This paper updates the findings of prior research addressing the relationship between seatback strength and likelihood of serious injury/fatality to belted drivers and belted rear seat occupants in rear-impact crashes. Statistical analyses were performed using 1995-2014 CY police-reported crash data from fifteen states. Seatback strength for over 100 vehicle models (model years 1996-2013) was included in the analysis. Seatback strength is measured in terms of the maximum moment that results in 10 inches of seat displacement. These measurements range from 5,989 in-lbs to 39,918 in-lbs, resulting in a wide range of seatback strengths. Additional analysis was done to see whether Seat Integrated Restraint Systems (SIRS) perform better than conventional belts in reducing driver and rear seat occupant injury in rear impacts. Field data shows the injury rate for belted drivers and belted rear seat occupants in rear-impact crashes is less than 1%.
2016-04-05
Technical Paper
2016-01-0572
Stephanie Stockar, Marcello Canova, Baitao Xiao, Wengang Dai, Julia Buckland
Engine downsizing and boosting, coupled with variable valve actuation, have become an industry standard for reducing CO2 emissions in current production vehicles. Because of the increasing complexity and number of degrees of freedom, the design of control algorithms for the air path system actuators has become a difficult and time consuming process, often involving extensive calibration on engine dynamometers. One possibility to cut the control development time and significantly reduce the time required to bring novel technologies into production is using Software-in-the-Loop (SIL) methods. In the case of the engine air path control problem, SIL simulation tools typically rely on mean-value models, which are not able to predict wave propagation effects in the engine intake and exhaust system. On the other hand, one-dimensional wave action models are characterized by significant complexity and high computation times, preventing their application to SIL and control system verification.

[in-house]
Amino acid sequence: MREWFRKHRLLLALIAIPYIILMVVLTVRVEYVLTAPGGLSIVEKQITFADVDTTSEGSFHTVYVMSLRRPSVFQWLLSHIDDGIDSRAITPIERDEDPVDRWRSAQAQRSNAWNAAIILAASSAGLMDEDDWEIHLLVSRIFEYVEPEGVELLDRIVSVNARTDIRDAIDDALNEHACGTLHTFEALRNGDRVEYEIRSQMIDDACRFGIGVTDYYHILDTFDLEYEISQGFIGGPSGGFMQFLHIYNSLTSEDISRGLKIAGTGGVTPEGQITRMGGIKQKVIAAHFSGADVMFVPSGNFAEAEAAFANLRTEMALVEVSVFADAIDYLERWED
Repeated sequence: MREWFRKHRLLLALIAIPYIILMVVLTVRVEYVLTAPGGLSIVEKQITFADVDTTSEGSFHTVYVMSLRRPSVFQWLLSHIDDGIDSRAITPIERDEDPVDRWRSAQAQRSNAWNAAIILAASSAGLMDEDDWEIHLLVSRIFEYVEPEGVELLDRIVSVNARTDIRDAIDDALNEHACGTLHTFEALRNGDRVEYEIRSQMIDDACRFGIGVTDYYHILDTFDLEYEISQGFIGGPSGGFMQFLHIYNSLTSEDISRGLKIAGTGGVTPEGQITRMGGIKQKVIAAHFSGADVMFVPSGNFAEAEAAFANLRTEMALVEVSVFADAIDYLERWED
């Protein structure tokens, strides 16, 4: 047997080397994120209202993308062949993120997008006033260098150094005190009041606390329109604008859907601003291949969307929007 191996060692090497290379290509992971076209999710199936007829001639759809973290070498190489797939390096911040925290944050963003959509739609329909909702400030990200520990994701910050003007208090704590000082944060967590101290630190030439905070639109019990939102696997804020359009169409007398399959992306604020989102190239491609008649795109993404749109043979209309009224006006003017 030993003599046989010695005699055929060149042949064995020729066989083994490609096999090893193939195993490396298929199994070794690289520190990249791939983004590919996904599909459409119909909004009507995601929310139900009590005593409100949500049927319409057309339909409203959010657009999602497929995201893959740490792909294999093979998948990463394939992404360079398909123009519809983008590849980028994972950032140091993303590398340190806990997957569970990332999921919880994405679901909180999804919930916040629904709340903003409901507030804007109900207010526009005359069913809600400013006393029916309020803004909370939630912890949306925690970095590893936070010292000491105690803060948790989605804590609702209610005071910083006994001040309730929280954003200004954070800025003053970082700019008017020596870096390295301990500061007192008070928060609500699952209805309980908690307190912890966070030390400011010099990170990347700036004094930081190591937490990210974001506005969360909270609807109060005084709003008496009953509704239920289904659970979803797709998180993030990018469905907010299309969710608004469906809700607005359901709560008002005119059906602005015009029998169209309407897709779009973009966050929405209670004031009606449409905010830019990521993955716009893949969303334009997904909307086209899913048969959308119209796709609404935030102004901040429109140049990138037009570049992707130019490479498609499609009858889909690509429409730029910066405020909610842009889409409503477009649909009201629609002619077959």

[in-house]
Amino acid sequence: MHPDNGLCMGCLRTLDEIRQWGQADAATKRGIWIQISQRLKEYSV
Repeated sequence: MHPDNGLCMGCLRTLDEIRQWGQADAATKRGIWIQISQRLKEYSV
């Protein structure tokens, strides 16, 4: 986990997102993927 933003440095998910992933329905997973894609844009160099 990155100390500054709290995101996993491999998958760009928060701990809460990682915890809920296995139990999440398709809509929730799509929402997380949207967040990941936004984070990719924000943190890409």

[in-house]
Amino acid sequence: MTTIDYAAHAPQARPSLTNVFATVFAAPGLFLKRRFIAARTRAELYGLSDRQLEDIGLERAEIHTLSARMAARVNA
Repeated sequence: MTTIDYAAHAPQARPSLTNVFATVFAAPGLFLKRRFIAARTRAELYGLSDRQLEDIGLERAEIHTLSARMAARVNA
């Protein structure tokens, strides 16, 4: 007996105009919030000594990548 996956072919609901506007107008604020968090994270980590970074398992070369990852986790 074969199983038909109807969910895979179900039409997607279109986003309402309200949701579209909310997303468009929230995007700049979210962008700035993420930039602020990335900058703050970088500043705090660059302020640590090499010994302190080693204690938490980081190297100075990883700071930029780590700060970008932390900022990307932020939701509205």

2016-04-05
Technical Paper
2016-01-1072
Peter Schaal, Byron Mason, Sotiris Filippou, Ioannis souflas, Mark Cary
The paper presents a measurement methodology which combines an ultra-fast thermocouple with an input reconstruction technique in order to measure crank angle resolved temperature phenomena in an engine air-intake system. Thermocouples that are of practical use in engine experiments tend to have a large time constant which affects measurement accuracy during rapid temperature transients. Input reconstruction methods have previously been applied for use on larger diameter thermocouples but have not been applied to ultra-thin uninsulated wire thermocouples to investigate cyclic intake temperature behaviour. Accurate measurement results are of interest to improve the validity of many crank-angle resolved engine models. An unshielded thermocouple sensor has been developed which is rigid enough to withstand the aerodynamic forces of the intake air.
2016-04-05
Technical Paper
2016-01-0377
Wallace Ferreira, Trenton Meehan, Valdir Cardoso, Neil Bishop